We started our day at the Office of the City Conservator where the City Conservator, Omar López Rodríguez, gave us an introductory presentation of the history of Santiago and current efforts of the Conservator’s Office. With the new knowledge we were well equipped to head out and experience the city.

Our first stop was Parque Céspedes (Céspedes Park), formerly the Plaza de Armas. This has to be one of the most intriguing squares I have ever visited in my life. Within the four sides of the square one can find architecture from all periods and in various styles. Likewise, the square is interesting in that it is the seat of religious power and civil power in the city as it houses the main church and city hall. We first visited the Casa de Don Diego de Velázquez, which makes the claim of being the oldest house in Cuba and now functions as a museum of living. Though the house has surely undergone many renovations and additions, colonial characteristics of the structure still predominate, from 16th century details to the 19th century mediopuntos (stained glass arched windows found above windows or doors). Here Omar expounded upon some of the traditional building techniques used in Santiago to deal with the seismic activity as the city is located on the same tectonic plates as Haiti (though this system of building is not used exclusively throughout the Velázquez house). A system of woven sticks of various sizes, packed with hay, rocks, clay, and other material, is then plastered, which creates strong walls that are flexible enough to give with seismic activity, rather than collapse. 





Within the square we also admired el Ayuntamiento (City Hall), which despite its appearance, dates to the 1950s. Its older appearance is due to the fact that though built in the 20th century, the designs for this building date to the 18th century.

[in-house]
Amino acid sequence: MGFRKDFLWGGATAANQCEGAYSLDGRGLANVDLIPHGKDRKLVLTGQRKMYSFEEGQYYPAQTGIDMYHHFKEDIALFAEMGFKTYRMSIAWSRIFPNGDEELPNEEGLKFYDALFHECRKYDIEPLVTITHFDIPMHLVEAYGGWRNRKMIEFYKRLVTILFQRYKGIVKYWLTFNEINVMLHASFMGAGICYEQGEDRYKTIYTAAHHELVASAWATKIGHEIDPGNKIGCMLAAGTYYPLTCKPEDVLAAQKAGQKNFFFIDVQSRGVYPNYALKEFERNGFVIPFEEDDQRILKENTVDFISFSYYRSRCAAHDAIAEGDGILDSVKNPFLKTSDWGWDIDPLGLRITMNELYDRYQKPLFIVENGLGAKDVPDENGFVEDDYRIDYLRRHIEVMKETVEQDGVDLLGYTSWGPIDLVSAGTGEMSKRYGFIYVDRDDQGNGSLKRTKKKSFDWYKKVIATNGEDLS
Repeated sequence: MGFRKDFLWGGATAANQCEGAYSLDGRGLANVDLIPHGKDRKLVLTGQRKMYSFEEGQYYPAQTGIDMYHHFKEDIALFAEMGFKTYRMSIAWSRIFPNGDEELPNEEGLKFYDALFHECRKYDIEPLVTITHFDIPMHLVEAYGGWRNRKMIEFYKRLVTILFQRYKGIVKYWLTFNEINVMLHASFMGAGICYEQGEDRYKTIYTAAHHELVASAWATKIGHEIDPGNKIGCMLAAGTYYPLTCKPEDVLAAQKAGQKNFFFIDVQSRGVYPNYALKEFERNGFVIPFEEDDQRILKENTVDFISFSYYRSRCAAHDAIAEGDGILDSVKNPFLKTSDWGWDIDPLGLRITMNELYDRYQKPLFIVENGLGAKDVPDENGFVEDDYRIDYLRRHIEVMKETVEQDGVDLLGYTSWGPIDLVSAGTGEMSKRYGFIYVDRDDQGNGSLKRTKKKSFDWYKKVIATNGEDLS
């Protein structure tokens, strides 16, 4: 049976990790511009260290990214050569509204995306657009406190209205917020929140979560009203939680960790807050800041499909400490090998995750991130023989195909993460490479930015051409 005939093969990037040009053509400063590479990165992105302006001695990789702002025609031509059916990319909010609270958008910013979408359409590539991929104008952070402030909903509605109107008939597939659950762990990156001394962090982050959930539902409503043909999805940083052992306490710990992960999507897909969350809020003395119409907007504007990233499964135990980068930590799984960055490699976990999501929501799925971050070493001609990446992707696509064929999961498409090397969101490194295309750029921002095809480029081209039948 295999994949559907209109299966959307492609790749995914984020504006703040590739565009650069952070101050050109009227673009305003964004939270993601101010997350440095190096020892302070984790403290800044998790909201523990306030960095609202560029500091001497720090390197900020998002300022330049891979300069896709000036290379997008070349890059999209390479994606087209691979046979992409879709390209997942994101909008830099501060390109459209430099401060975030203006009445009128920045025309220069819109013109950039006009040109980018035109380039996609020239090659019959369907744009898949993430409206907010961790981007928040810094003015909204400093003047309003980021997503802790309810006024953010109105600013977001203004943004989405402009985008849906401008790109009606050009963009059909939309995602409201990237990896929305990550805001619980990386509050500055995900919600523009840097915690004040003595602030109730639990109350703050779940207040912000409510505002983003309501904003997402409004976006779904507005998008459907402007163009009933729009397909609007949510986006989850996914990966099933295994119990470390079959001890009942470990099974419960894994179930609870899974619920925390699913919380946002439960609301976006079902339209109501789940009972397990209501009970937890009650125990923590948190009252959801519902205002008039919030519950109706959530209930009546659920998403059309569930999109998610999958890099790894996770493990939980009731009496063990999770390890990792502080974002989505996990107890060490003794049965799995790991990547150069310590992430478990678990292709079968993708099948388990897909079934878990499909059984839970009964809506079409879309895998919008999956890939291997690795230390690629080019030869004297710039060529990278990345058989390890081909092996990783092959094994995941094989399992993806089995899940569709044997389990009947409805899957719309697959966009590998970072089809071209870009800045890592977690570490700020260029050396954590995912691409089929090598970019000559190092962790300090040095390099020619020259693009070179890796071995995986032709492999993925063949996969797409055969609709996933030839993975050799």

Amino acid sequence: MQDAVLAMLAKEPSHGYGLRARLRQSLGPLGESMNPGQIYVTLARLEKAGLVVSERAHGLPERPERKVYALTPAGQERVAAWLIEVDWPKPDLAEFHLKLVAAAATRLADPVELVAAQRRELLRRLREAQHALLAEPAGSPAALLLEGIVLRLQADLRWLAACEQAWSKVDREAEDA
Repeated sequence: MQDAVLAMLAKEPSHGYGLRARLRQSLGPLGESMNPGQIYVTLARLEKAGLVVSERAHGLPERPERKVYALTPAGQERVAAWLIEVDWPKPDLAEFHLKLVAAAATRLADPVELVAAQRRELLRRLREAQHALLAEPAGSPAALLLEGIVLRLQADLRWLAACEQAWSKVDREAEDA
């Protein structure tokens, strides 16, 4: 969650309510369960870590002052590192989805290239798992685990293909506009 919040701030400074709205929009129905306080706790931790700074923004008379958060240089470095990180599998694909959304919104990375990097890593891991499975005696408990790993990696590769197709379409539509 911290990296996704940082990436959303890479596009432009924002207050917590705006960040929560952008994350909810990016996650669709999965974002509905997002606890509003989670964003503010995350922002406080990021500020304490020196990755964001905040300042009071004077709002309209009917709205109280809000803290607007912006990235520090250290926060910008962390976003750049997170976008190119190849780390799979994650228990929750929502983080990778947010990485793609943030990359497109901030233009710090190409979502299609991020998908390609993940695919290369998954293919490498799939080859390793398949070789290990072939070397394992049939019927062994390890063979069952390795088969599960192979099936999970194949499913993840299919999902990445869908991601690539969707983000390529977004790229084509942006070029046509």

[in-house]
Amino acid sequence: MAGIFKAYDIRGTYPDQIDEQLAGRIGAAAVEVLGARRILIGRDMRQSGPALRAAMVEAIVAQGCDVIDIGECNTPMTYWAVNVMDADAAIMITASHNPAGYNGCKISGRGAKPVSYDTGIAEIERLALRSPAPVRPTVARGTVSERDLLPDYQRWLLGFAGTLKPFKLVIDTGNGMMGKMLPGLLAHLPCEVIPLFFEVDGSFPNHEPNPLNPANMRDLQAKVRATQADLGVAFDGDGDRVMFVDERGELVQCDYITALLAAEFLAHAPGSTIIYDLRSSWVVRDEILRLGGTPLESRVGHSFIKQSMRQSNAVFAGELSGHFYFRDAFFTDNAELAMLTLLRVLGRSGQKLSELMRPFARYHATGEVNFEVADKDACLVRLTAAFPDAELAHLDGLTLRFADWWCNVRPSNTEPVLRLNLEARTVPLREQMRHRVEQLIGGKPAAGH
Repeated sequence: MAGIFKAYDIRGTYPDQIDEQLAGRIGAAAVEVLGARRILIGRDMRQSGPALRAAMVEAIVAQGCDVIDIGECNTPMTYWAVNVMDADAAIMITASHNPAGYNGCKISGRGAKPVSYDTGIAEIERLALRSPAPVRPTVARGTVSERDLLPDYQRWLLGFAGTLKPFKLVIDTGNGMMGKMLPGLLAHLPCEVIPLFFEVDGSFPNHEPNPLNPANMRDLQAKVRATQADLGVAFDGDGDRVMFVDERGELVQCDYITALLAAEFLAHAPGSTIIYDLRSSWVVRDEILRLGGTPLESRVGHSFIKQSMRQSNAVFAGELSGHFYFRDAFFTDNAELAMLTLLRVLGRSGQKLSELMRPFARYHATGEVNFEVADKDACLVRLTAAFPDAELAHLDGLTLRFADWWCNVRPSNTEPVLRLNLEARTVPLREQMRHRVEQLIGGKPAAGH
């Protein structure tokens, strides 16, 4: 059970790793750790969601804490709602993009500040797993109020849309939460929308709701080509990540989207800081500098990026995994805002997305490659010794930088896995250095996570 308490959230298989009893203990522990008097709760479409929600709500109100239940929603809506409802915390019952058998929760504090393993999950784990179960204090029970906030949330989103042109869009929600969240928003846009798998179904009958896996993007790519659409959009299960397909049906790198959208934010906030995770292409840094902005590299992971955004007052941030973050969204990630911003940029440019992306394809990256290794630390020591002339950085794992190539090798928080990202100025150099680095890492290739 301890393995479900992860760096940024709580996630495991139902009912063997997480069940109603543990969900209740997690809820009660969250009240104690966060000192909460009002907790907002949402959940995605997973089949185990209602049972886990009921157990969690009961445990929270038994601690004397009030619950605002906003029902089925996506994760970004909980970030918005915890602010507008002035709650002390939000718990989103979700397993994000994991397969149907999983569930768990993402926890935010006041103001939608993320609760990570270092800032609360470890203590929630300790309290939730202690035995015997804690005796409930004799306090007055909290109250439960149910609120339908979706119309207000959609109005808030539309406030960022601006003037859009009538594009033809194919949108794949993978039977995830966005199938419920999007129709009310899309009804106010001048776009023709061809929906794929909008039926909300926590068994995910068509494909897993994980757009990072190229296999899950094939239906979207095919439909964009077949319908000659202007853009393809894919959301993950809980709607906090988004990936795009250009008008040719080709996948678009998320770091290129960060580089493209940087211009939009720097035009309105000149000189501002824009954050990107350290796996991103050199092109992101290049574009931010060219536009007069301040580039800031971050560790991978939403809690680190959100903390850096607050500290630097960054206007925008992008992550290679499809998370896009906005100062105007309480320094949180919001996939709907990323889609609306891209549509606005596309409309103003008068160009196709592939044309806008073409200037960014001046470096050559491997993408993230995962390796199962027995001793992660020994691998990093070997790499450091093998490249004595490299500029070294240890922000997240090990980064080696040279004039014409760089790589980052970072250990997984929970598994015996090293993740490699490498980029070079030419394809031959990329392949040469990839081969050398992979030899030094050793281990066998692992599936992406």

The City Hall is an interesting counterpoint to the Banco Nacional de Cuba (National Bank), as the two were built contemporaneously. Designed by Enrique Luis Varela, this bank represents Santiago’s position as Cuba’s second major financial center.

As we walked up one of the streets that leads out of the square we stopped for a moment in an 18th century building that now serves as headquarters for Santiago’s branch of the Unión Nacional de Escritores y Artistas Cubanos (National Union of Cuban Writers and Artists). We rested for a moment in the courtyard while Omar explained traditional systems of water collection in Santiago. Unlike other cities, like Camagüey, where water is collected and stored in large tinajones, or jugs, it was more common in Santiago for water to be collected from the roof and run through a series of pipes to el aljibe, the cistern. This house had a large cistern, the size of the patio in fact, that was 8 meters deep. Because most of the yearly rain comes all at once in Santiago, large containers are needed to hold the water that must last throughout the year.

We hopped on the bus to another part of town to see the Moncada Barracks. Built in the 1930s there is an Art Deco feel to this structure, though this structure is more famous for the attack upon it made by Fidel Castro and 72 rebels on July 26, 1953. The bullet holes are still apparent, maintained in this state so that all can remember the first actions of the revolution.